Of course, the hardware is only one half of the equation. There’s also an open source software stack which includes a Python server and WebUSB frontend that handles communicating with the Game Boy and connecting players. While the original game only supported a two person head-to-head mode, the relatively simplistic nature of the multiplayer gameplay allowed [stacksmashing] to expand that to an arbitrary number of players with his code. The core rules haven’t changed, and each client Game Boy still thinks it’s in a two player match, but the web interface will show the progress of other players and who ends up on top at the end.
To be clear, this isn’t some transparent Link Cable to TCP/IP solution. While something like that could potentially be possible with the hardware, as of right now, the software [stacksmashing] has put together only works for Tetris. So if you want to battle Pokemon over the net, you’ll have to do your own reverse engineering (or at least wait for somebody else to inevitably do it).
If you’re looking to control WS2812 (or Neopixel) LEDs using a microcontroller running at 3.3 volts, you might run into some issues. The datasheet tells us that a logic high input will be detected at a minimum voltage of 0.7 * Vcc. If you’re running the LED at 5V, this means 5 V * 0.7 = 3.5 V will be needed for the WS2812 to detect a ‘1’ on the data line. While you might get away with using 3.3 V, after all the specification in the data sheet is meant to be a worst case, it’s possible that you’ll run into reliability issues.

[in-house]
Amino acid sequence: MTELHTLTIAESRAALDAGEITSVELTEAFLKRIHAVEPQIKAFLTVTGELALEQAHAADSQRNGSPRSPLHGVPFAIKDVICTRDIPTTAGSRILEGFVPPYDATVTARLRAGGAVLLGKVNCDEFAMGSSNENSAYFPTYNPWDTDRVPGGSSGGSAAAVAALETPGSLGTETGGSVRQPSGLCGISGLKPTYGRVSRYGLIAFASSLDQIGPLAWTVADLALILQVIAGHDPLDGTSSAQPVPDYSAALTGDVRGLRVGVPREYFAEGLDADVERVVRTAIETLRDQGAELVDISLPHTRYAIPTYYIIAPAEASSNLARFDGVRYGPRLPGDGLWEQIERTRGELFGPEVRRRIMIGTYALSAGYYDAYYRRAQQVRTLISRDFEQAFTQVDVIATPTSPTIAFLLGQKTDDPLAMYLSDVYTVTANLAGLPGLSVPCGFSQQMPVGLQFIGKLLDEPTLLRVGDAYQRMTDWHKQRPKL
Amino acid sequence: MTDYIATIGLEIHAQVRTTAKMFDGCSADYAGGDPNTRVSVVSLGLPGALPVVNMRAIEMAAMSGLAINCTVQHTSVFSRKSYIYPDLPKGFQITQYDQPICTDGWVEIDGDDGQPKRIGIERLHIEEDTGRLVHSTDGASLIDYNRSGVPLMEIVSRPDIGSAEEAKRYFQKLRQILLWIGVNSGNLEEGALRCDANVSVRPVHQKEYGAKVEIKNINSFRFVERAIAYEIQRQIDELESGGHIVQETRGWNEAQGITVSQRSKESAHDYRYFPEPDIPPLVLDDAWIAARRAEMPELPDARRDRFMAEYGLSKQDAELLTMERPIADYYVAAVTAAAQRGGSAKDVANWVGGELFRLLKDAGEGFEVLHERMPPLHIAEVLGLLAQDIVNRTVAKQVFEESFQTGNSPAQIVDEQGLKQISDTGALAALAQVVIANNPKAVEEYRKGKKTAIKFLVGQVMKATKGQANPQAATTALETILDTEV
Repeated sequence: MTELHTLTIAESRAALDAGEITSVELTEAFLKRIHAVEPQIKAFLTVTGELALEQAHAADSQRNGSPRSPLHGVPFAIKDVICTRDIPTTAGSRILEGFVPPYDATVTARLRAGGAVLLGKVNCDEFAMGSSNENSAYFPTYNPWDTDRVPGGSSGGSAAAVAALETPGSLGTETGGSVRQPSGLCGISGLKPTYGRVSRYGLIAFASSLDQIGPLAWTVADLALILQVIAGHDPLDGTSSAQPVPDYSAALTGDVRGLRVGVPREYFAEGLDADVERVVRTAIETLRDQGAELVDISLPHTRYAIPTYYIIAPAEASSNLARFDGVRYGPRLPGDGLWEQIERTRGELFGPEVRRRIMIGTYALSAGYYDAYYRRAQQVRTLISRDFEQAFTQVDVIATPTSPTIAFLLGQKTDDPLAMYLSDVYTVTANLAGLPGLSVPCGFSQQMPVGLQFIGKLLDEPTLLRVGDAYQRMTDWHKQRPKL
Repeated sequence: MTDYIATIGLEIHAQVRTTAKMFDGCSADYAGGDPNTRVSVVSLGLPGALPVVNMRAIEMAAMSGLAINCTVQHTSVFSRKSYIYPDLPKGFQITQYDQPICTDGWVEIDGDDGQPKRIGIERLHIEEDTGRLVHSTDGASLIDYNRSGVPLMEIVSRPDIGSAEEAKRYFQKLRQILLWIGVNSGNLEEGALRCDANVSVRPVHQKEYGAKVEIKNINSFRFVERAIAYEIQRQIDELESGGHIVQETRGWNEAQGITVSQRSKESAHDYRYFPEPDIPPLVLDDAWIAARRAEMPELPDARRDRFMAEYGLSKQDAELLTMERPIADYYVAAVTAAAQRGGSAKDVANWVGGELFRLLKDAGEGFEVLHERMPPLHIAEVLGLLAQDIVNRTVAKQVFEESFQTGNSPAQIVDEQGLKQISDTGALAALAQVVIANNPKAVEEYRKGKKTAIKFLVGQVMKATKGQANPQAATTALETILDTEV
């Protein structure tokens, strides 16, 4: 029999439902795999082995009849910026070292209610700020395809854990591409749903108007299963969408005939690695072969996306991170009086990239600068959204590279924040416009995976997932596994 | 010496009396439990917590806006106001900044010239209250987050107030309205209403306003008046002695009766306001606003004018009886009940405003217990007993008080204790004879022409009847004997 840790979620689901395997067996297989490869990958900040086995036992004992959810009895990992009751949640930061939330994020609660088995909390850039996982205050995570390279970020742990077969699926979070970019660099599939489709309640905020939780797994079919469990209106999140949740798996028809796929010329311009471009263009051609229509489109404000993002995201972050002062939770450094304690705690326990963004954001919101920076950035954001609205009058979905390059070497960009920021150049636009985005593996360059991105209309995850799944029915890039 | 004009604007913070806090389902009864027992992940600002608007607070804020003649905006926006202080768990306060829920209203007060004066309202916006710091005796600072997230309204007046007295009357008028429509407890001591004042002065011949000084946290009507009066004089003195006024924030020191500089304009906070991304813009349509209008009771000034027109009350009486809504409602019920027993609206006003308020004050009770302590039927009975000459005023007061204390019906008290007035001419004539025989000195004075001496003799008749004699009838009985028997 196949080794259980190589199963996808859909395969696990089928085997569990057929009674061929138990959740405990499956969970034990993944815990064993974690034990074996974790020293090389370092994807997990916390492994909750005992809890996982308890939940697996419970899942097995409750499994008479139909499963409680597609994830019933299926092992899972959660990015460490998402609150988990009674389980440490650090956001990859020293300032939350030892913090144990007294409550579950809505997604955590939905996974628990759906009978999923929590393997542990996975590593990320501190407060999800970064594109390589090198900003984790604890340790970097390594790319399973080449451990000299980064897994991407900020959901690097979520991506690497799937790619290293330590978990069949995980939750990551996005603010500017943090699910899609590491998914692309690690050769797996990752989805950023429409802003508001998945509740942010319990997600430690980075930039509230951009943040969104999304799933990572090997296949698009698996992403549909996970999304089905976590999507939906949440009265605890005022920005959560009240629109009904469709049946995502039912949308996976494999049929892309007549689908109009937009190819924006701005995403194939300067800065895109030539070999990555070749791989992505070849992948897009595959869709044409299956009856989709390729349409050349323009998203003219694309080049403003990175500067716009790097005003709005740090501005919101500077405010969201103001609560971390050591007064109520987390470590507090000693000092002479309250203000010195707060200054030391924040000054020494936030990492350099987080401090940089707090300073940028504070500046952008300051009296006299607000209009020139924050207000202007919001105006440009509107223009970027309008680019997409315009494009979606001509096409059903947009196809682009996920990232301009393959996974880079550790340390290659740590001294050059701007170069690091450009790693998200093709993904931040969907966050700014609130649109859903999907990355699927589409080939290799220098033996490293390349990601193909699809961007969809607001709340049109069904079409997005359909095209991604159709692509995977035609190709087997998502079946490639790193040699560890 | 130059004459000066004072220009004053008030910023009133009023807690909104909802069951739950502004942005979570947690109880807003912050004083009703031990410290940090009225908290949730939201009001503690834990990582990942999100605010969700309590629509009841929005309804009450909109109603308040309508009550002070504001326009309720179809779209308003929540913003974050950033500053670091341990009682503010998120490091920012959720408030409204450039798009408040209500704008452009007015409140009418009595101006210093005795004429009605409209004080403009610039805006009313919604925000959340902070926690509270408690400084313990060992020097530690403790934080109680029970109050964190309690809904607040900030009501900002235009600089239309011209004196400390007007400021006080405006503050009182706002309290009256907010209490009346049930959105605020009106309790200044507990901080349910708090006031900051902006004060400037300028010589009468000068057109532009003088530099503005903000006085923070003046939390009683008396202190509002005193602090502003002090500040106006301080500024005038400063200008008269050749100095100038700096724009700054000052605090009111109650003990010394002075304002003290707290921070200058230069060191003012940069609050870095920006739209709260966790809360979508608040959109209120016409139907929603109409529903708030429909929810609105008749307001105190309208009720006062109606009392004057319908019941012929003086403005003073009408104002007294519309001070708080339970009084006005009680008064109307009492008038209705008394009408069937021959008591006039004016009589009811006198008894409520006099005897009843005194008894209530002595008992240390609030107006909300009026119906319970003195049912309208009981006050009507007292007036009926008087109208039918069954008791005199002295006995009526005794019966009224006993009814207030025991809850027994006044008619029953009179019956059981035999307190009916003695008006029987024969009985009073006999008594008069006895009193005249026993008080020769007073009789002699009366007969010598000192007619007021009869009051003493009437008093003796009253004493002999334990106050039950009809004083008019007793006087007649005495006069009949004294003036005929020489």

So usually we’d say “add a level shifter to convert 3.3V to 5V” and this post would be over. We even have a whole post on building level shifters which would work fine for this application. However [todbot] at CrashSpace came up with a nifty hack that requires fewer components yet ensures reliability.
For the Big Button project at CrashSpace, [todbot] used an ESP8266 running at 3.3 volts and WS2812 LEDs running at 5 V. To perform the level shift, a signal diode is placed in series with the power supply of the first LED. This drops the first LED to 4.3 V, which means a 4.3 V * 0.7 = 3.01 V signal can be used to control it. The logic out of this LED will be at 4.3 V, which is enough to power the rest of the LEDs running at 5 V.
This little hack means a single diode is all that’s needed to control 5 V LEDs with a 3.3 V microcontroller. The first LED might be a little less bright, since it’s operating at a lower voltage, but that’s a trade off [todbot] made to simplify this design. It’s a small part of a well-executed project so be sure to click-through and enjoy all the thought [todbot] put into a great build.